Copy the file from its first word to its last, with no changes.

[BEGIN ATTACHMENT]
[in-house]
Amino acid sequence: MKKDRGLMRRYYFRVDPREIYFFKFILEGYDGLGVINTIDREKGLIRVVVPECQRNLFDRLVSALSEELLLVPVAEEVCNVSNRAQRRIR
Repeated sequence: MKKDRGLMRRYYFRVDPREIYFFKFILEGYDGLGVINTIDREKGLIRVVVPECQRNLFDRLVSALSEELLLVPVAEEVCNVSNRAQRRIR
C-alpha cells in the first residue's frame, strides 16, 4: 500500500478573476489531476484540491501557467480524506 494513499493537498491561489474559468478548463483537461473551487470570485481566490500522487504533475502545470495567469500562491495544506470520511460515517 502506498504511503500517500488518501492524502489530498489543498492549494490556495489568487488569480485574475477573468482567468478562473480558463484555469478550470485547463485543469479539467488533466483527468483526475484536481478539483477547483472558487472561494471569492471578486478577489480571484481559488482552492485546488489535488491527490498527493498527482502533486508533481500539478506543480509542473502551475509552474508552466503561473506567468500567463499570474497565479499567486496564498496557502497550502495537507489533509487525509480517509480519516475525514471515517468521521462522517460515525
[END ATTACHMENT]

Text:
[in-house]
Amino acid sequence: MKKDRGLMRRYYFRVDPREIYFFKFILEGYDGLGVINTIDREKGLIRVVVPECQRNLFDRLVSALSEELLLVPVAEEVCNVSNRAQRRIR
Repeated sequence: MKKDRGLMRRYYFRVDPREIYFFKFILEGYDGLGVINTIDREKGLIRVVVPECQRNLFDRLVSALSEELLLVPVAEEVCNVSNRAQRRIR
C-alpha cells in the first residue's frame, strides 16, 4: 500500500478573476489531476484540491501557467480524506 494513499493537498491561489474559468478548463483537461473551487470570485481566490500522487504533475502545470495567469500562491495544506470520511460515517 502506498504511503500517500488518501492524502489530498489543498492549494490556495489568487488569480485574475477573468482567468478562473480558463484555469478550470485547463485543469479539467488533466483527468483526475484536481478539483477547483472558487472561494471569492471578486478577489480571484481559488482552492485546488489535488491527490498527493498527482502533486508533481500539478506543480509542473502551475509552474508552466503561473506567468500567463499570474497565479499567486496564498496557502497550502495537507489533509487525509480517509480519516475525514471515517468521521462522517460515525